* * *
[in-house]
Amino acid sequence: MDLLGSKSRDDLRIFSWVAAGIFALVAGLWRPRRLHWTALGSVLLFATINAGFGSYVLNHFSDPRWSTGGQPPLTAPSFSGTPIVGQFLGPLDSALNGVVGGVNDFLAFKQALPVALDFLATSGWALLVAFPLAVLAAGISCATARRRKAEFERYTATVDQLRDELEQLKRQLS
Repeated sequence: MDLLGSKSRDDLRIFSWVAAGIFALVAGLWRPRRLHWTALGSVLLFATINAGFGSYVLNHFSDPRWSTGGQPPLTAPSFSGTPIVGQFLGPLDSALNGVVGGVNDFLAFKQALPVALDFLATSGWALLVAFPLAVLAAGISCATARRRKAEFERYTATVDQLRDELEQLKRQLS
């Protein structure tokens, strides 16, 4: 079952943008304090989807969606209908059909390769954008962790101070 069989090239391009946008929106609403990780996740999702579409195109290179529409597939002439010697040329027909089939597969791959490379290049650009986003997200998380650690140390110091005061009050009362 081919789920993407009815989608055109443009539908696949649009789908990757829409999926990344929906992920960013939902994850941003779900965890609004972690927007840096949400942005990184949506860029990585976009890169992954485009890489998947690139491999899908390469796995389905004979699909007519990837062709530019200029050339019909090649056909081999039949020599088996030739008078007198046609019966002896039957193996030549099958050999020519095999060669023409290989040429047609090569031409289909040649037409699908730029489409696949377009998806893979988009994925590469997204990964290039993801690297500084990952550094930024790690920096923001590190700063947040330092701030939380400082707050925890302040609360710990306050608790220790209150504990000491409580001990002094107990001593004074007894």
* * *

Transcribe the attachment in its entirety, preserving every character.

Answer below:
[in-house]
Amino acid sequence: MDLLGSKSRDDLRIFSWVAAGIFALVAGLWRPRRLHWTALGSVLLFATINAGFGSYVLNHFSDPRWSTGGQPPLTAPSFSGTPIVGQFLGPLDSALNGVVGGVNDFLAFKQALPVALDFLATSGWALLVAFPLAVLAAGISCATARRRKAEFERYTATVDQLRDELEQLKRQLS
Repeated sequence: MDLLGSKSRDDLRIFSWVAAGIFALVAGLWRPRRLHWTALGSVLLFATINAGFGSYVLNHFSDPRWSTGGQPPLTAPSFSGTPIVGQFLGPLDSALNGVVGGVNDFLAFKQALPVALDFLATSGWALLVAFPLAVLAAGISCATARRRKAEFERYTATVDQLRDELEQLKRQLS
């Protein structure tokens, strides 16, 4: 079952943008304090989807969606209908059909390769954008962790101070 069989090239391009946008929106609403990780996740999702579409195109290179529409597939002439010697040329027909089939597969791959490379290049650009986003997200998380650690140390110091005061009050009362 081919789920993407009815989608055109443009539908696949649009789908990757829409999926990344929906992920960013939902994850941003779900965890609004972690927007840096949400942005990184949506860029990585976009890169992954485009890489998947690139491999899908390469796995389905004979699909007519990837062709530019200029050339019909090649056909081999039949020599088996030739008078007198046609019966002896039957193996030549099958050999020519095999060669023409290989040429047609090569031409289909040649037409699908730029489409696949377009998806893979988009994925590469997204990964290039993801690297500084990952550094930024790690920096923001590190700063947040330092701030939380400082707050925890302040609360710990306050608790220790209150504990000491409580001990002094107990001593004074007894």